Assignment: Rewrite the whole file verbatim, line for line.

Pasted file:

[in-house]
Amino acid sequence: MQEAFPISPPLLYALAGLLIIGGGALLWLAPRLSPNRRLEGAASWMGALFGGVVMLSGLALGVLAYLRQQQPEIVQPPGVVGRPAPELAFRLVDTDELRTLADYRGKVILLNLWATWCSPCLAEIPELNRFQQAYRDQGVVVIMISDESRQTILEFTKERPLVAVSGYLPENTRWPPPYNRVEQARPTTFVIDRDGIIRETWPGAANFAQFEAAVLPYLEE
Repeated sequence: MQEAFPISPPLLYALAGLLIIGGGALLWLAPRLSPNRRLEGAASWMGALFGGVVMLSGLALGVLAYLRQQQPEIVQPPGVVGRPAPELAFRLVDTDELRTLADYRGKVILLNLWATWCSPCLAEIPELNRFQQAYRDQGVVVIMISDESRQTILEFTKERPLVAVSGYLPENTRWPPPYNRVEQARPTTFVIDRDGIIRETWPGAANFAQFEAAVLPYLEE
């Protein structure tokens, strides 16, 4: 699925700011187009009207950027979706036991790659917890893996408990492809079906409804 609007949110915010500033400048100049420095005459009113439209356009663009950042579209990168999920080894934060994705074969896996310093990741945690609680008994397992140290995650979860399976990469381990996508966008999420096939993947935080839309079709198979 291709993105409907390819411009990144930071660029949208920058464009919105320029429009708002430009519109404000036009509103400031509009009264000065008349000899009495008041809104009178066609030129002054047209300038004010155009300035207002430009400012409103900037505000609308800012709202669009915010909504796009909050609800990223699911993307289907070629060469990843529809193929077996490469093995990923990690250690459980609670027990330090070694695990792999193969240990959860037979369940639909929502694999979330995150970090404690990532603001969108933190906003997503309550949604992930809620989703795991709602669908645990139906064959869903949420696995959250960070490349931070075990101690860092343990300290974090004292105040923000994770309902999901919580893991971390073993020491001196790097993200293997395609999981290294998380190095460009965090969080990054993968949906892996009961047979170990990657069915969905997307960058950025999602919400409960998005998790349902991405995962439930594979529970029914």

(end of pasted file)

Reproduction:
[in-house]
Amino acid sequence: MQEAFPISPPLLYALAGLLIIGGGALLWLAPRLSPNRRLEGAASWMGALFGGVVMLSGLALGVLAYLRQQQPEIVQPPGVVGRPAPELAFRLVDTDELRTLADYRGKVILLNLWATWCSPCLAEIPELNRFQQAYRDQGVVVIMISDESRQTILEFTKERPLVAVSGYLPENTRWPPPYNRVEQARPTTFVIDRDGIIRETWPGAANFAQFEAAVLPYLEE
Repeated sequence: MQEAFPISPPLLYALAGLLIIGGGALLWLAPRLSPNRRLEGAASWMGALFGGVVMLSGLALGVLAYLRQQQPEIVQPPGVVGRPAPELAFRLVDTDELRTLADYRGKVILLNLWATWCSPCLAEIPELNRFQQAYRDQGVVVIMISDESRQTILEFTKERPLVAVSGYLPENTRWPPPYNRVEQARPTTFVIDRDGIIRETWPGAANFAQFEAAVLPYLEE
């Protein structure tokens, strides 16, 4: 699925700011187009009207950027979706036991790659917890893996408990492809079906409804 609007949110915010500033400048100049420095005459009113439209356009663009950042579209990168999920080894934060994705074969896996310093990741945690609680008994397992140290995650979860399976990469381990996508966008999420096939993947935080839309079709198979 291709993105409907390819411009990144930071660029949208920058464009919105320029429009708002430009519109404000036009509103400031509009009264000065008349000899009495008041809104009178066609030129002054047209300038004010155009300035207002430009400012409103900037505000609308800012709202669009915010909504796009909050609800990223699911993307289907070629060469990843529809193929077996490469093995990923990690250690459980609670027990330090070694695990792999193969240990959860037979369940639909929502694999979330995150970090404690990532603001969108933190906003997503309550949604992930809620989703795991709602669908645990139906064959869903949420696995959250960070490349931070075990101690860092343990300290974090004292105040923000994770309902999901919580893991971390073993020491001196790097993200293997395609999981290294998380190095460009965090969080990054993968949906892996009961047979170990990657069915969905997307960058950025999602919400409960998005998790349902991405995962439930594979529970029914």